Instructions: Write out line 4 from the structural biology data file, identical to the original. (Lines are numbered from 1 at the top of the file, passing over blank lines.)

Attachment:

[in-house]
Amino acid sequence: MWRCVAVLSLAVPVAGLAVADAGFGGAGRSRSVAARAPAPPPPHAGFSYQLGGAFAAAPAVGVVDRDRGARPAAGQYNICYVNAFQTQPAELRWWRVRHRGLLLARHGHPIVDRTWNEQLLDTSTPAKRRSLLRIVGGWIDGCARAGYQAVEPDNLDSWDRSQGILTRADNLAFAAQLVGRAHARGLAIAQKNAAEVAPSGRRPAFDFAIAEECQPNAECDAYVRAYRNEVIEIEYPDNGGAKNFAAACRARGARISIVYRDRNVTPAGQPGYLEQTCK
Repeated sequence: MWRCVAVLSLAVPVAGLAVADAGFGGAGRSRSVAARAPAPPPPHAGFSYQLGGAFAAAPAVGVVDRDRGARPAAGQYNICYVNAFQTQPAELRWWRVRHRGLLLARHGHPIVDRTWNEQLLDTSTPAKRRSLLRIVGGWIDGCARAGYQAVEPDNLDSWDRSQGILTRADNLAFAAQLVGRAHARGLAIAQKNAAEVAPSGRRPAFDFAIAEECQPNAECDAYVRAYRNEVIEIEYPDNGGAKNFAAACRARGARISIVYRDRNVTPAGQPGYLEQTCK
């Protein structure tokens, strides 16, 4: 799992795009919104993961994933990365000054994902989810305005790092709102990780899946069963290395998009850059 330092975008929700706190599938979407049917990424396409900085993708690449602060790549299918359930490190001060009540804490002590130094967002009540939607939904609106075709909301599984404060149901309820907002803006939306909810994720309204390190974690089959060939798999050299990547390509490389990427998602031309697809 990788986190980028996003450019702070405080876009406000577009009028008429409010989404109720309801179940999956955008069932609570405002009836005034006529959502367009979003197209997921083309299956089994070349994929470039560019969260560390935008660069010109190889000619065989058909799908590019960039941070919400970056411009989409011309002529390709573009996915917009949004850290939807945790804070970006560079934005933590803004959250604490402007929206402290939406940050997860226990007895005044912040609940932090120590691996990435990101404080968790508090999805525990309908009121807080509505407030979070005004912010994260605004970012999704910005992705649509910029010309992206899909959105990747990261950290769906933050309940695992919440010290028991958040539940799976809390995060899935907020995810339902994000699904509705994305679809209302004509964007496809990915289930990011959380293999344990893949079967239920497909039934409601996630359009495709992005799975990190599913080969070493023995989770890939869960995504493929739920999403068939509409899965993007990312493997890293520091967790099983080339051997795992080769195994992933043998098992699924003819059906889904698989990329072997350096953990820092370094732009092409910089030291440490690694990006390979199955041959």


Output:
């Protein structure tokens, strides 16, 4: 799992795009919104993961994933990365000054994902989810305005790092709102990780899946069963290395998009850059 330092975008929700706190599938979407049917990424396409900085993708690449602060790549299918359930490190001060009540804490002590130094967002009540939607939904609106075709909301599984404060149901309820907002803006939306909810994720309204390190974690089959060939798999050299990547390509490389990427998602031309697809 990788986190980028996003450019702070405080876009406000577009009028008429409010989404109720309801179940999956955008069932609570405002009836005034006529959502367009979003197209997921083309299956089994070349994929470039560019969260560390935008660069010109190889000619065989058909799908590019960039941070919400970056411009989409011309002529390709573009996915917009949004850290939807945790804070970006560079934005933590803004959250604490402007929206402290939406940050997860226990007895005044912040609940932090120590691996990435990101404080968790508090999805525990309908009121807080509505407030979070005004912010994260605004970012999704910005992705649509910029010309992206899909959105990747990261950290769906933050309940695992919440010290028991958040539940799976809390995060899935907020995810339902994000699904509705994305679809209302004509964007496809990915289930990011959380293999344990893949079967239920497909039934409601996630359009495709992005799975990190599913080969070493023995989770890939869960995504493929739920999403068939509409899965993007990312493997890293520091967790099983080339051997795992080769195994992933043998098992699924003819059906889904698989990329072997350096953990820092370094732009092409910089030291440490690694990006390979199955041959």